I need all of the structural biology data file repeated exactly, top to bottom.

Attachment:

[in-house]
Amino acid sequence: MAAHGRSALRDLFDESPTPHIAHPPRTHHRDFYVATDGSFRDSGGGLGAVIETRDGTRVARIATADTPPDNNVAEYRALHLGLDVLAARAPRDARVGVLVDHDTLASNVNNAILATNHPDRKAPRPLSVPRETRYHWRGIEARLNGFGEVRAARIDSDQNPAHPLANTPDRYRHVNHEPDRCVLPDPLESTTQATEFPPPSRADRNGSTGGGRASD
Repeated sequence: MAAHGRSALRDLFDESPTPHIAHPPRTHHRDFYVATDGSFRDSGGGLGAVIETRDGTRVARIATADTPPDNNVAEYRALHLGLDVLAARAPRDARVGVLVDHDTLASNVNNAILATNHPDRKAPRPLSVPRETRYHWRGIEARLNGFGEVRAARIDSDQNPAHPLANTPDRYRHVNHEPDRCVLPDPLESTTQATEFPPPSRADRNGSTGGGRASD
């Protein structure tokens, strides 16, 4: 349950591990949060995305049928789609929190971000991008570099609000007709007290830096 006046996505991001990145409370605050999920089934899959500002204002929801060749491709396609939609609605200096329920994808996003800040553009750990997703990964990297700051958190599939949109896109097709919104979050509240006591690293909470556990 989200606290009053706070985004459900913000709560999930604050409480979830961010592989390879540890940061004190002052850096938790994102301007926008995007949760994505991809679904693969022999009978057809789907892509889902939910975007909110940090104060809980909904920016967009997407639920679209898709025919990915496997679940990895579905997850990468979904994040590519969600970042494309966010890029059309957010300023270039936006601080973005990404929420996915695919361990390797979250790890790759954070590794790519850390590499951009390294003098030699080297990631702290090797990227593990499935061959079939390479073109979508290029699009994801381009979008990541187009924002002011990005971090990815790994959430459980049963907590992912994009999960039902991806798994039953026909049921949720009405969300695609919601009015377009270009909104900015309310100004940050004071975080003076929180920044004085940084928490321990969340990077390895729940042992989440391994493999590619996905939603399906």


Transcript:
[in-house]
Amino acid sequence: MAAHGRSALRDLFDESPTPHIAHPPRTHHRDFYVATDGSFRDSGGGLGAVIETRDGTRVARIATADTPPDNNVAEYRALHLGLDVLAARAPRDARVGVLVDHDTLASNVNNAILATNHPDRKAPRPLSVPRETRYHWRGIEARLNGFGEVRAARIDSDQNPAHPLANTPDRYRHVNHEPDRCVLPDPLESTTQATEFPPPSRADRNGSTGGGRASD
Repeated sequence: MAAHGRSALRDLFDESPTPHIAHPPRTHHRDFYVATDGSFRDSGGGLGAVIETRDGTRVARIATADTPPDNNVAEYRALHLGLDVLAARAPRDARVGVLVDHDTLASNVNNAILATNHPDRKAPRPLSVPRETRYHWRGIEARLNGFGEVRAARIDSDQNPAHPLANTPDRYRHVNHEPDRCVLPDPLESTTQATEFPPPSRADRNGSTGGGRASD
């Protein structure tokens, strides 16, 4: 349950591990949060995305049928789609929190971000991008570099609000007709007290830096 006046996505991001990145409370605050999920089934899959500002204002929801060749491709396609939609609605200096329920994808996003800040553009750990997703990964990297700051958190599939949109896109097709919104979050509240006591690293909470556990 989200606290009053706070985004459900913000709560999930604050409480979830961010592989390879540890940061004190002052850096938790994102301007926008995007949760994505991809679904693969022999009978057809789907892509889902939910975007909110940090104060809980909904920016967009997407639920679209898709025919990915496997679940990895579905997850990468979904994040590519969600970042494309966010890029059309957010300023270039936006601080973005990404929420996915695919361990390797979250790890790759954070590794790519850390590499951009390294003098030699080297990631702290090797990227593990499935061959079939390479073109979508290029699009994801381009979008990541187009924002002011990005971090990815790994959430459980049963907590992912994009999960039902991806798994039953026909049921949720009405969300695609919601009015377009270009909104900015309310100004940050004071975080003076929180920044004085940084928490321990969340990077390895729940042992989440391994493999590619996905939603399906």